Kelp Gull: Shell Gifts

It’s a quirky neighbourhood, this.  At daybreak we’re often rudely awakened with a loud knocking on our patio glass doors:  with a “ke-kah-ka-ee-ah-ha-ha-ha-ha-ha….”  a cry so raucously loud, it sounds quite gutteral with glottal stop intonation.   It’s “Nelson” attacking his reflection.  As you will note that beck is thick and sturdy, and he attacks with gusto.

Cape Kelp Gull (Larus dominicanus vetula)
A subspecies of Kelp Gulls found along the southern African coastline – (Larus dominicanus vetula) is currently thought to be sufficiently different from the nominate race that it ought to be regarded as a full species. The proposed English name is “Cape Gull”.

At times, when we spend periods away from home, we return to discover unexpected gifts – the regurgitated shells from molluscs foraged in the tidal zone (most often Top shells (Diloma sinensis).  

The regurtitated peak section of  Top shells.

One morning, i discovered the delicate vertebrae bones of a small snake laying discarded in a discreet pile.  Scavengers that they are, snakes in their diet should not have come as a surprise. But now i tend to keep a wary eye out for his antics as he swoops in flying low, not totally trusting what the next deposit may entail.

Snake vertebrae regurgitated by Cape Gull


18 thoughts on “Kelp Gull: Shell Gifts

  1. This is a delightful tale beautifully presented – and very interesting too! Our Hadedas simply serenade us very early in the morning and sometimes in the middle of the night.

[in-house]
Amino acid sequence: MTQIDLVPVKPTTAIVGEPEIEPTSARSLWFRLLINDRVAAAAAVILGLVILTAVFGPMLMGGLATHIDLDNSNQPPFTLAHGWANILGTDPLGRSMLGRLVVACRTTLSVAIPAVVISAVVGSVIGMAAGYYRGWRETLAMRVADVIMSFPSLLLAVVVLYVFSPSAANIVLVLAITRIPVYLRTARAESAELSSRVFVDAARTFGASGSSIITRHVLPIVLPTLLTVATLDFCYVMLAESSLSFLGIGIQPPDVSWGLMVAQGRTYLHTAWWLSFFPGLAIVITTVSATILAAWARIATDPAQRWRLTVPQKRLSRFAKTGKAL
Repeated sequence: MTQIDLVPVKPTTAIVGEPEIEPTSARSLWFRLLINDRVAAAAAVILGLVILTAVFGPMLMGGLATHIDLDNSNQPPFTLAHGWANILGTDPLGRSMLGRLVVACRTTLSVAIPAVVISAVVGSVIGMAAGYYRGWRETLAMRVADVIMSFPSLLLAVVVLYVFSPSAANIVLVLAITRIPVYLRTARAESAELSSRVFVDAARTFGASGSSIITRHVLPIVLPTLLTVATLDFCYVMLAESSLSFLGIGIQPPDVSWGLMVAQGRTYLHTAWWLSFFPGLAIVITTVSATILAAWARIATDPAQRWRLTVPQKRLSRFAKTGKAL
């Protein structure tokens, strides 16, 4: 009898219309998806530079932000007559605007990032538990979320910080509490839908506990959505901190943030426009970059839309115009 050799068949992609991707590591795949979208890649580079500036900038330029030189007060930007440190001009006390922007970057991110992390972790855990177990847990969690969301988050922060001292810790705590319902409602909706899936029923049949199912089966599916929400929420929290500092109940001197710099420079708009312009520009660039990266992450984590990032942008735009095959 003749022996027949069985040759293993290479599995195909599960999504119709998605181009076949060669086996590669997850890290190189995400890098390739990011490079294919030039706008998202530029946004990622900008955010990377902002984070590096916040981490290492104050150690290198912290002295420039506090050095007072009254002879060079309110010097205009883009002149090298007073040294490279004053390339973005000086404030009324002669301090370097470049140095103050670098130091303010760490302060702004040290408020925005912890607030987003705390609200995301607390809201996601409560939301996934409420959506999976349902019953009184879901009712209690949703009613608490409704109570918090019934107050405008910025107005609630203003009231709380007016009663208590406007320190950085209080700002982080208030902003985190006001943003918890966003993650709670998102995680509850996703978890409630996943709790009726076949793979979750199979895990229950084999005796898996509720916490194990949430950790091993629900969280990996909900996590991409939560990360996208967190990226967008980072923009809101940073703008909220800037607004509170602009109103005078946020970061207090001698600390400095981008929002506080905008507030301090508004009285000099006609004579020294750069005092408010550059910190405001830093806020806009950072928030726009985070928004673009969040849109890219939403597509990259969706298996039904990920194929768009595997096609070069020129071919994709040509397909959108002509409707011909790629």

1. They are excellent ‘guard birds’ – it’s not easy to move about stealthily when they are perched in a tree at night (:

    1. Was chuffed to find the snake bones 🙂 Interesting to hear that the Herring Gull looks similar. Had a comment from Therese over at “Treesshrubs” in OZ also likening the Kelp to a Pacific Gull. Successful species with variation on worldwide distribution.

  2. Gulls certainly make interesting neighbours! I love the eclectic gifts yours leaves – do you think he’s ‘courting’ his reflection? My daughter has Herring Gulls that nest on her roof and I’ve watched males bring all kinds of things and presented them to his mate, usually hard things like beach pebbles and the like, and also bits of bone. Nothing as exotic as a snake skeleton though, very impressive!

    1. What a wonderful notion of ‘courting’ with gifts. I hadn’t considered this aspect! He’s certainly attracted to his reflection, but is fiercely territorial. There’s another habit going on as well, that of dropping shells to crack them open on hard surfaces. Looks a bit like a banqueting hall with bits and pieces all strewn around. I’m intrigued now, will have to observe more carefully to note the timing and ‘delivery’ of the shell gifts.

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